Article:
This is where prospect researchers really shine. It’s also where the right screening solution streamlines the verification process. For example, you can click into John Smith’s profile to see all the records (across all datasets) matched to him in the screen. From here, you can add records the screen might have missed. You can also delete records you believe aren’t relevant to this particular John Smith. Since the point of a prospect screen is to identify new major gift prospects (existing either within your database or externally, or both), confidence in results is paramount. You are the expert!
Rank and prioritize
From the screen results, researchers can highlight the best prospects with the most major gift potential. Typically, this ranking relies on a scoring system that might be developed internally, adapted from industry standards, or both. We identify three main scores when determining your prospect’s potential:
Propensity – does your prospect have a history of philanthropy?
Affinity – does your prospect have a strong connection to your cause?
Capacity – does your prospect have enough wealth to contribute a major gift?
To help guide the ranking and prioritization process, PROscreen includes the PROscore system. Using the millions of wealth, biographic, and philanthropic records in Prospect Research Online, the PROscore calculates how a prospect ranks in terms of propensity, affinity, and capacity. Click here for more information about PROscore. For now, let’s discuss how to integrate new prospects into your major gift pipeline.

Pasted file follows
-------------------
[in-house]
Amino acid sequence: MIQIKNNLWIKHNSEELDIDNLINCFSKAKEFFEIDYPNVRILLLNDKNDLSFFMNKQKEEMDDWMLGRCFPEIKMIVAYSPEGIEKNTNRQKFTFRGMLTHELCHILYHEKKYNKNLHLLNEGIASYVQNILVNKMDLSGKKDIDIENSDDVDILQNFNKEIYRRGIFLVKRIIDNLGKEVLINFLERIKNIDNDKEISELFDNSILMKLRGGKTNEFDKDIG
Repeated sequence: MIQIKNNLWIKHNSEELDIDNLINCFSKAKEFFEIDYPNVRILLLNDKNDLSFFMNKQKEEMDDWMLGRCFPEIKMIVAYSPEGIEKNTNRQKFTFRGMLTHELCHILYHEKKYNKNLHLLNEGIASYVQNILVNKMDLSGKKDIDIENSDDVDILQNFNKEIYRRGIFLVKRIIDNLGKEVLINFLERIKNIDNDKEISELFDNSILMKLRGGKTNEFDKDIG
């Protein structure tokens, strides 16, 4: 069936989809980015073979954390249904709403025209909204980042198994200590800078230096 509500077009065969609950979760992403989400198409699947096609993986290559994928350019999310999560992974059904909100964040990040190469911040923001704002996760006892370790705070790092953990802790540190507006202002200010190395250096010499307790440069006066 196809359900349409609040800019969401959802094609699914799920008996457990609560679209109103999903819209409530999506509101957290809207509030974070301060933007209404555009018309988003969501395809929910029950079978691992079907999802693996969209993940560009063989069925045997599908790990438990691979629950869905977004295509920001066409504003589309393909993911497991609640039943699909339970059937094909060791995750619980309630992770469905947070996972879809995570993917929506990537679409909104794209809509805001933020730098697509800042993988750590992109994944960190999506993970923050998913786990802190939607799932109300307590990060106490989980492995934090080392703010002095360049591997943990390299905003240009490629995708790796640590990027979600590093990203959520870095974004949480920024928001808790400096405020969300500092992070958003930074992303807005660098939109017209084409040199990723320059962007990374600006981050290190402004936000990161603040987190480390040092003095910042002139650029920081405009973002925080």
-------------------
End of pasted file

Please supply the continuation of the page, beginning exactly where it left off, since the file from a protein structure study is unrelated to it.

Integrate prospects into the pipeline
Once you verify results and rank your top prospects, it’s time to integrate them into your major gift pipeline. Again, your actions in this next step depend on your role. But researchers and fundraisers can always learn something from each other. If you’re a researcher, ask your fundraising team what they’re looking for in a great profile. If you’re a fundraiser, sit down with your research team and ask them to walk you through their vetting process step by step.
The major gift cycle looks slightly different for each organization, but there is a general process most nonprofits follow. The big question here is: how many new prospects can a frontline fundraiser reasonably manage in a year? If your fundraising team is swamped, it might make more sense to perform smaller screen batches throughout the year to supplement their work – and to refresh prospect profiles on a regular basis to prevent data decay.
It’s in your hands
Prospect screening is just the first step in major gift research and fundraising. Therefore, your post-screen process needs to involve the right amount of time spent verifying results as well as a sense of urgency to keep the major gift pipeline flowing with up-to-date prospect profiles. If your team can strike the right balance, you can spend less time and fewer resources screening and focus your efforts on qualifying, cultivating, and stewarding the donors who will contribute the greatest aid to your cause.